RJ Hunter (Georgia State) - Sun Belt star, R.J. Hunter not only affirmed his reputation as a lanky player, but surprised a lot of people with a very impressive 8’8’’ standing reach. Standing 6’6’’ in sneakers, and possessing a 6’10.5’’ wingspan, Hunter’s on paper numbers early in the week look really good for a shooting guard. His 185 pound weight will be something he’ll need to continue to work on over time, but there’s not a lotof NBA two guards that have a standing reach as high as R.J.

Michael Qualls (Arkansas) - This year’s winner of the Kawhi Leonard Award ( A wing with enormous hands ) Michael Qualls’ 10.25’’ hand width is going to get some attention as well as other great numbers that were recorded this week. Qualls sported an 8’8.5’’ standing reach, despite being just 6’5’’ tall, and his 7’.25’’ wingspan is another great measurement for his position. Michael is most likely a player in the mix in the 2nd round, but teams’ may be a little more excited about developing him as a defender now that they have a closer look at the quality of his physical length.

Rakeem Christmas (Syracuse) - The breakout Syracuse senior is developing a reliable mid-range jumper, and the reputation as an athlete, but the former Orangeman made his case that he is indeed big enough to play the role of a PF/C in the NBA. Christmas was just short of Upshaw with a massive 7'5.25' wingspan, while being 2'5" inches shorter in height at 6'8.25' barefoot. His 9’2.5’’ standing reach is a number that should pique teams interest when considering his ability to protect the rim. Throw in a sturdy, 242 pound frame, and one can only think Christmas's combine week is off to a promising start.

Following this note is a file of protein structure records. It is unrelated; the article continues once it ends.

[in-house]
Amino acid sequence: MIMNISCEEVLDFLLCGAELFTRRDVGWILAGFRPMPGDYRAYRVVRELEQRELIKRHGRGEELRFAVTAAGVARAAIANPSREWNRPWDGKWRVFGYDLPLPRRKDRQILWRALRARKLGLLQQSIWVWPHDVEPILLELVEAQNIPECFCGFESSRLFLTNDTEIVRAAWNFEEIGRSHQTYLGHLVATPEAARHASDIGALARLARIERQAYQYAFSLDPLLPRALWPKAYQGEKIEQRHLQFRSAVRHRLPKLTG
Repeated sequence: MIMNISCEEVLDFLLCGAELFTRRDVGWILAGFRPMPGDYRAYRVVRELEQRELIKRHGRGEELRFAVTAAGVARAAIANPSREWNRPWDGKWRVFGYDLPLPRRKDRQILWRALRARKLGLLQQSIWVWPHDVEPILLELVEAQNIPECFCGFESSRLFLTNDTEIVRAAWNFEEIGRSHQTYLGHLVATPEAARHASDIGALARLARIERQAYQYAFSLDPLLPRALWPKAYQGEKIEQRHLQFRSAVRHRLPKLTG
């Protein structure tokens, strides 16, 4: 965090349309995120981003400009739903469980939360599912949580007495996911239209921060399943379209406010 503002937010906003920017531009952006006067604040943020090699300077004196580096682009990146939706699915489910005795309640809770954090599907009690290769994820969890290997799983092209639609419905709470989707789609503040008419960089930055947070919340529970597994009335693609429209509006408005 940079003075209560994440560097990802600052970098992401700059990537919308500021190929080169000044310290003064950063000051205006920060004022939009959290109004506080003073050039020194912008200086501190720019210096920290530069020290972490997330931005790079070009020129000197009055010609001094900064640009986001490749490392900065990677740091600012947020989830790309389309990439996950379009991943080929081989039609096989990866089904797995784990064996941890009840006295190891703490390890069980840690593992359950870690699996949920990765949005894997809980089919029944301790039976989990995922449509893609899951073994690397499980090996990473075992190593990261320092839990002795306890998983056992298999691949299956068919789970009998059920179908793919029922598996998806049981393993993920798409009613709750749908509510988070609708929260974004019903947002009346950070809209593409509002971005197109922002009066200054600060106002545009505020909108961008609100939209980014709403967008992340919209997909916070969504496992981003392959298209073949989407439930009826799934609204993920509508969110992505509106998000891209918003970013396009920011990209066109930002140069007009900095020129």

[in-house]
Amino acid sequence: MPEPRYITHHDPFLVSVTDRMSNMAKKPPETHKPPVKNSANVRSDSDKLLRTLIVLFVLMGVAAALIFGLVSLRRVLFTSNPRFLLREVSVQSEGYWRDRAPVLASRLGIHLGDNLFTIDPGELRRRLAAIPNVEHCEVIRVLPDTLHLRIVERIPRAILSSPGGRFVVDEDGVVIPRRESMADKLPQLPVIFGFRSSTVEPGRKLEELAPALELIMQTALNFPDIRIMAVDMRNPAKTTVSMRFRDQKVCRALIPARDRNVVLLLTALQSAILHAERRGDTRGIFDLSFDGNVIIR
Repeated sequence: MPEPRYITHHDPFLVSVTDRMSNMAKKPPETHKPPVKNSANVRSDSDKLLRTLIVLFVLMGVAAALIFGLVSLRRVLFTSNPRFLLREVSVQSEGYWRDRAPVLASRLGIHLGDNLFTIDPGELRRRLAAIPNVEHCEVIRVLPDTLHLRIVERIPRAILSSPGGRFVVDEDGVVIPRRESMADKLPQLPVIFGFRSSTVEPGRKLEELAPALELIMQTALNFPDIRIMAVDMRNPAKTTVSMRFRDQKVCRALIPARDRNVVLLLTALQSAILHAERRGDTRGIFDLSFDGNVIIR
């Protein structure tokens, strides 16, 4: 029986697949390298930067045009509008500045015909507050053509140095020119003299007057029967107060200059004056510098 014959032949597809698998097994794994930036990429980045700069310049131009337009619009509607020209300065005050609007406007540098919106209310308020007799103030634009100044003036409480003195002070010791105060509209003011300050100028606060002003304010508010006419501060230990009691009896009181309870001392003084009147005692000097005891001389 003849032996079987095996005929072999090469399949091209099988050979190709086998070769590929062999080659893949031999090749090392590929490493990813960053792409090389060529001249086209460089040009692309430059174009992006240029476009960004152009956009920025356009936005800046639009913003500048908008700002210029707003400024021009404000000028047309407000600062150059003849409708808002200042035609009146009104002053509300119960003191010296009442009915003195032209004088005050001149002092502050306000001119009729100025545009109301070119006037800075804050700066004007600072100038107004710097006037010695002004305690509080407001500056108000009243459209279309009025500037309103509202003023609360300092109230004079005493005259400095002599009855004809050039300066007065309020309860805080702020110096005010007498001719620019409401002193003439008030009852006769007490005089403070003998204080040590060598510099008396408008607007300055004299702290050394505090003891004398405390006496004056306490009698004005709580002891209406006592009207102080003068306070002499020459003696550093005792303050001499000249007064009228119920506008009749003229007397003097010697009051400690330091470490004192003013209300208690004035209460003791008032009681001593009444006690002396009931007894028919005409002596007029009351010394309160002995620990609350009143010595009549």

Sam Dekker (Wisconsin): After a terrific run in March, Sam Dekker measured in very well for an NBA small forward this week in Chicago. At 6’9’’ in shoes, with a 6’11.5’’wingspan and possessing a standing reach of 8’10’’, Dekker even has the size to play some minutes at the 4 spot. Ultimately his jump shot, and floor game will determine how high Sam will get picked, but he really is as big as advertised.

George De Paula (Brazil): Seeing him at the Hoop Summit, it remains uncertain as to whether he is necessarily a PG at the NBA level, as he has been advertised. What is absolutely certain is that he does possess some guard skills along with incredible physical attributes. He measured at 6'4.5", with an insane 7'0" wingspan and an even more absurd 8'8" standing reach. His hands are also massive and really help him keep control of the ball. Given his physical profile and age, he seems like he will be tough to pass up in the 2nd round.


Ryan Boatright (UConn): Gutsy combo guard, Ryan Boatright ended up being the smallest player in this year’s class, and even shorter than they guy known for being short (Keifer Skyes). At just 5’11’’ in shoes, his 169 pound frame gives up a lot of weight to your average NBA point guard. Add in the fact that Ryan is a combo, and these measurements certainly aren’t working in his favor. Boatright has plenty in terms of heart, ball handling, and scoring to help himself throughout the week, but I’m doubting any stock was gained after his lack luster size confirmation surfaced.

JP Tokoto (North Carolina): Tokoto’s standing reach will probably be ancient history when he destroys vertical leap and agility tests in a couple days, but for a player projecting to be a defender who can hopefully check shooting guards, and small forwrads, J.P’s 8’4.5’’ standing reach is rather short for a guy who’s a shade over 6’6’’ in sneakers. Same goes for his 8’’ hand length by 8’75’’ hand width, which is another popular measurement when looking at NBA defenders. Tokoto’s lost momentum is minimal, but these numbers certainly didn’t do anything to help his cause.